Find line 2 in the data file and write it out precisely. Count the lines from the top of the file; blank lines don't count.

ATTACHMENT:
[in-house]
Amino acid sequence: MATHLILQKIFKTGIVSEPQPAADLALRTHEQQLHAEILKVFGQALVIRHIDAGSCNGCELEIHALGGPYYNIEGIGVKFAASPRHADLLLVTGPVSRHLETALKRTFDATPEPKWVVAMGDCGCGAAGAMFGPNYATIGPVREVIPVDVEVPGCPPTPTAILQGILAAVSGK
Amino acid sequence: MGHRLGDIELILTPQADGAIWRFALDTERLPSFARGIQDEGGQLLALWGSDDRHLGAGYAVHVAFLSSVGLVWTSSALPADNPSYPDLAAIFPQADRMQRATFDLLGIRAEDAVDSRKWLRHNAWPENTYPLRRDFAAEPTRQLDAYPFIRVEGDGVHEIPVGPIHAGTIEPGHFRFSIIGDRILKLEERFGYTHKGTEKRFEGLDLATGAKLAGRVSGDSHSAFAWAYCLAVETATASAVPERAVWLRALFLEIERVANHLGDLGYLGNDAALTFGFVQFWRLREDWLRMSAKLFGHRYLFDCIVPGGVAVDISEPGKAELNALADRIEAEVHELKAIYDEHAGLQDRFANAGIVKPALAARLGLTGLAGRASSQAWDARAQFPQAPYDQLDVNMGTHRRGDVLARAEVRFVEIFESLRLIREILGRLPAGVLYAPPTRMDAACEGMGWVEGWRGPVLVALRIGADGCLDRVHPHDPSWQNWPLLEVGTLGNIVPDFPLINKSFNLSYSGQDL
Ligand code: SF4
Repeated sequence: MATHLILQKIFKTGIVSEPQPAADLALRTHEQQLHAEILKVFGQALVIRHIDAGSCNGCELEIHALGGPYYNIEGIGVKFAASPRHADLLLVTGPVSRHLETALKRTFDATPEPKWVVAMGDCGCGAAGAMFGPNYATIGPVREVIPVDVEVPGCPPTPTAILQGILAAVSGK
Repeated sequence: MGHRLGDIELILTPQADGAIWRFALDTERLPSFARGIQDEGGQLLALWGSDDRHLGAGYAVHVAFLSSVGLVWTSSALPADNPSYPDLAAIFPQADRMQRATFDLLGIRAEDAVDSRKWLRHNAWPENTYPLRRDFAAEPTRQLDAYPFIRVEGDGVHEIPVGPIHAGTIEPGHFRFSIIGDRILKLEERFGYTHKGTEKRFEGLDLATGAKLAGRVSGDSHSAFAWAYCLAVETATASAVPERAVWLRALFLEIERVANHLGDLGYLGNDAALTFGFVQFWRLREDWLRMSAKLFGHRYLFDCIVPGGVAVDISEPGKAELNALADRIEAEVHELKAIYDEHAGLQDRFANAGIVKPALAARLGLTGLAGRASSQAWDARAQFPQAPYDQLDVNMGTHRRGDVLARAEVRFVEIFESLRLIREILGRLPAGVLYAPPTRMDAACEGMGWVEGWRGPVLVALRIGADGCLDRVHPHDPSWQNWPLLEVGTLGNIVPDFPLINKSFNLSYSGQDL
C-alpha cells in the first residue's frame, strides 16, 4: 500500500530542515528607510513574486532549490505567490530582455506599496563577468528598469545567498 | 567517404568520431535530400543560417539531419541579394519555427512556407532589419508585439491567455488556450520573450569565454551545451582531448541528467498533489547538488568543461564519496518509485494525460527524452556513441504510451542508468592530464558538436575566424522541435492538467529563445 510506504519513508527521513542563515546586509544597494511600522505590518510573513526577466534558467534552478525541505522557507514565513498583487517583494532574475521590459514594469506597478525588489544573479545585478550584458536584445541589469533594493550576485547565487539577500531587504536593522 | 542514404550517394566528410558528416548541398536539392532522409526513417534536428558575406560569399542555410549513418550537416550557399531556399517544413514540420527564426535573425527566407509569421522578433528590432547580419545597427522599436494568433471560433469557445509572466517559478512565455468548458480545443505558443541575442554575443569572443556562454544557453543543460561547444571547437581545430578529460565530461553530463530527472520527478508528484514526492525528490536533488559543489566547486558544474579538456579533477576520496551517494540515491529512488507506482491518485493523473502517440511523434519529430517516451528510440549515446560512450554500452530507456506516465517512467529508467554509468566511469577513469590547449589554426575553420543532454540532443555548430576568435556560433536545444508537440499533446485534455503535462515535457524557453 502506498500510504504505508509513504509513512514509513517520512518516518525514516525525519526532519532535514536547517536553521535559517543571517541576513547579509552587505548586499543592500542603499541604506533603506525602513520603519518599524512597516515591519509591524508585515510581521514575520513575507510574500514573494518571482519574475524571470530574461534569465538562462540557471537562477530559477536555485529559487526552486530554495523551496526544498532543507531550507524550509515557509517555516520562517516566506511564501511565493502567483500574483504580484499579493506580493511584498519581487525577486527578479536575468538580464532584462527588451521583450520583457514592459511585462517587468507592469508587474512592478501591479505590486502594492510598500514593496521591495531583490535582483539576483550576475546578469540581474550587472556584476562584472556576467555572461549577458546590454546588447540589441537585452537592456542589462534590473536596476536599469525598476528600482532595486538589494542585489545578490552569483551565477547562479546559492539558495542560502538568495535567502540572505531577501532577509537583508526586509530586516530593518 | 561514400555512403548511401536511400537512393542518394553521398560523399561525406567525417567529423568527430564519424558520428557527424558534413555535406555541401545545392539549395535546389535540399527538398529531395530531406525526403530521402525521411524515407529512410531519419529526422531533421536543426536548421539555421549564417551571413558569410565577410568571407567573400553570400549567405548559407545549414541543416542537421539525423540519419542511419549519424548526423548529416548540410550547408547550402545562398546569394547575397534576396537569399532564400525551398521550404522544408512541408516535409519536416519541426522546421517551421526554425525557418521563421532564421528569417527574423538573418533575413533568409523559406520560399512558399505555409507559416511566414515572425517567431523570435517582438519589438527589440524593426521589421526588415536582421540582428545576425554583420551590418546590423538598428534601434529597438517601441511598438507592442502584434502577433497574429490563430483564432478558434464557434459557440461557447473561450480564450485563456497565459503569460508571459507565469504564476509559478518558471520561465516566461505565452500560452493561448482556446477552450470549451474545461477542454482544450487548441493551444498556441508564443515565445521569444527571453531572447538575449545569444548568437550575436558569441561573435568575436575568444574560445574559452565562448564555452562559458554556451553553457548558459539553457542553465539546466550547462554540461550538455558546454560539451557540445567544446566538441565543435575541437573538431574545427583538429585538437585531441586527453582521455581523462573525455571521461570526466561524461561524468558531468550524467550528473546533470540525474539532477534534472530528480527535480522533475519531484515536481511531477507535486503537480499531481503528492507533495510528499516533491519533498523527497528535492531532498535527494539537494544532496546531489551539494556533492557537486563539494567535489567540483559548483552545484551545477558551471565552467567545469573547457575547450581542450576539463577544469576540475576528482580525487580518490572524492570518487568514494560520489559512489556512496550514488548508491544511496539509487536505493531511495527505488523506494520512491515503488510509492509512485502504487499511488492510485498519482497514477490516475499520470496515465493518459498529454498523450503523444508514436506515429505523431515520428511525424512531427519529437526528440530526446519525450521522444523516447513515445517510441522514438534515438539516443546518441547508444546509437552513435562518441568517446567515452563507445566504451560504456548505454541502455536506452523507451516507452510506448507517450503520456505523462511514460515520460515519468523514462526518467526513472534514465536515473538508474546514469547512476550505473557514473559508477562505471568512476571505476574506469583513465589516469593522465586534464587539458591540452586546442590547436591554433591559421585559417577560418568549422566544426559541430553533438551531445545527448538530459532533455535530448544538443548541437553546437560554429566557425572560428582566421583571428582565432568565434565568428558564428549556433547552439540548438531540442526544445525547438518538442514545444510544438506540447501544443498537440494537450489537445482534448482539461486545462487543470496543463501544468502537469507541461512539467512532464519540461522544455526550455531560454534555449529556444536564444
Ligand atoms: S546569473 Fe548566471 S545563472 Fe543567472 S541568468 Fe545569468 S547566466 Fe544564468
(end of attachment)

Amino acid sequence: MATHLILQKIFKTGIVSEPQPAADLALRTHEQQLHAEILKVFGQALVIRHIDAGSCNGCELEIHALGGPYYNIEGIGVKFAASPRHADLLLVTGPVSRHLETALKRTFDATPEPKWVVAMGDCGCGAAGAMFGPNYATIGPVREVIPVDVEVPGCPPTPTAILQGILAAVSGK